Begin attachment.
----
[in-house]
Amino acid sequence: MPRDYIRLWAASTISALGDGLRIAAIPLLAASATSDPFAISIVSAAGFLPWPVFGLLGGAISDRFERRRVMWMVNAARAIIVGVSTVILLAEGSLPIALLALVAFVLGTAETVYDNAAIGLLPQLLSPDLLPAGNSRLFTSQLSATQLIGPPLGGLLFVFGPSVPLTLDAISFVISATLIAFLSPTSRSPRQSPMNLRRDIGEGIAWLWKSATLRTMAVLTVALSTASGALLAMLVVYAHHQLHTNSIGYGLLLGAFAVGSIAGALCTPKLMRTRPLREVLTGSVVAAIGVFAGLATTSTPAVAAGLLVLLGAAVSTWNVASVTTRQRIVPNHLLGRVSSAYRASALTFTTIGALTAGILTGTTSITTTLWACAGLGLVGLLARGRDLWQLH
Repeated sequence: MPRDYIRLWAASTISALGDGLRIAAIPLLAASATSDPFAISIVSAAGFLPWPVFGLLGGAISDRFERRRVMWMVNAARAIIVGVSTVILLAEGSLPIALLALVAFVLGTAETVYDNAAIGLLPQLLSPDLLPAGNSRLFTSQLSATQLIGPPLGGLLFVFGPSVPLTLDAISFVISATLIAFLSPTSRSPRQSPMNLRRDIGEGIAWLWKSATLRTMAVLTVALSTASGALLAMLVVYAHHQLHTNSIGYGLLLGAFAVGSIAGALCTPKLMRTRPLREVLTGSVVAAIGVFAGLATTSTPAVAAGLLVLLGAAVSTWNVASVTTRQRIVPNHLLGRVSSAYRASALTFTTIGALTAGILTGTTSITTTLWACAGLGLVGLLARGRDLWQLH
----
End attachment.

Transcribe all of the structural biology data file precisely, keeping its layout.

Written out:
[in-house]
Amino acid sequence: MPRDYIRLWAASTISALGDGLRIAAIPLLAASATSDPFAISIVSAAGFLPWPVFGLLGGAISDRFERRRVMWMVNAARAIIVGVSTVILLAEGSLPIALLALVAFVLGTAETVYDNAAIGLLPQLLSPDLLPAGNSRLFTSQLSATQLIGPPLGGLLFVFGPSVPLTLDAISFVISATLIAFLSPTSRSPRQSPMNLRRDIGEGIAWLWKSATLRTMAVLTVALSTASGALLAMLVVYAHHQLHTNSIGYGLLLGAFAVGSIAGALCTPKLMRTRPLREVLTGSVVAAIGVFAGLATTSTPAVAAGLLVLLGAAVSTWNVASVTTRQRIVPNHLLGRVSSAYRASALTFTTIGALTAGILTGTTSITTTLWACAGLGLVGLLARGRDLWQLH
Repeated sequence: MPRDYIRLWAASTISALGDGLRIAAIPLLAASATSDPFAISIVSAAGFLPWPVFGLLGGAISDRFERRRVMWMVNAARAIIVGVSTVILLAEGSLPIALLALVAFVLGTAETVYDNAAIGLLPQLLSPDLLPAGNSRLFTSQLSATQLIGPPLGGLLFVFGPSVPLTLDAISFVISATLIAFLSPTSRSPRQSPMNLRRDIGEGIAWLWKSATLRTMAVLTVALSTASGALLAMLVVYAHHQLHTNSIGYGLLLGAFAVGSIAGALCTPKLMRTRPLREVLTGSVVAAIGVFAGLATTSTPAVAAGLLVLLGAAVSTWNVASVTTRQRIVPNHLLGRVSSAYRASALTFTTIGALTAGILTGTTSITTTLWACAGLGLVGLLARGRDLWQLH